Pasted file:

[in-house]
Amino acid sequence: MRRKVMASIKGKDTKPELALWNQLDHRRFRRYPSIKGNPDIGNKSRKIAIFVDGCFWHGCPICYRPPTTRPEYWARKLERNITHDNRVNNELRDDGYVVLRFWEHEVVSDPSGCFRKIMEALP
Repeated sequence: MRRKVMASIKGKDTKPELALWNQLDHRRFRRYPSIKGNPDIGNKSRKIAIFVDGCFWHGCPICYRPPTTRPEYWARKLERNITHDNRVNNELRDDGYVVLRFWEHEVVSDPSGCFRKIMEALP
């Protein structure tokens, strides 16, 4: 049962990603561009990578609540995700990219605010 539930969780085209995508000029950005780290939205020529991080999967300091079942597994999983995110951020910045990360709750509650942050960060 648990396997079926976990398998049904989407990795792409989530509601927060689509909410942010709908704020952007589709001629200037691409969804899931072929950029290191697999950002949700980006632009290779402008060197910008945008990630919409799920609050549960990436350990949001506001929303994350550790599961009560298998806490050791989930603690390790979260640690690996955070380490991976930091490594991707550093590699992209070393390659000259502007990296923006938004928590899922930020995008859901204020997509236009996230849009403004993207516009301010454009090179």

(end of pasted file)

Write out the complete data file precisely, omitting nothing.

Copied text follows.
[in-house]
Amino acid sequence: MRRKVMASIKGKDTKPELALWNQLDHRRFRRYPSIKGNPDIGNKSRKIAIFVDGCFWHGCPICYRPPTTRPEYWARKLERNITHDNRVNNELRDDGYVVLRFWEHEVVSDPSGCFRKIMEALP
Repeated sequence: MRRKVMASIKGKDTKPELALWNQLDHRRFRRYPSIKGNPDIGNKSRKIAIFVDGCFWHGCPICYRPPTTRPEYWARKLERNITHDNRVNNELRDDGYVVLRFWEHEVVSDPSGCFRKIMEALP
């Protein structure tokens, strides 16, 4: 049962990603561009990578609540995700990219605010 539930969780085209995508000029950005780290939205020529991080999967300091079942597994999983995110951020910045990360709750509650942050960060 648990396997079926976990398998049904989407990795792409989530509601927060689509909410942010709908704020952007589709001629200037691409969804899931072929950029290191697999950002949700980006632009290779402008060197910008945008990630919409799920609050549960990436350990949001506001929303994350550790599961009560298998806490050791989930603690390790979260640690690996955070380490991976930091490594991707550093590699992209070393390659000259502007990296923006938004928590899922930020995008859901204020997509236009996230849009403004993207516009301010454009090179």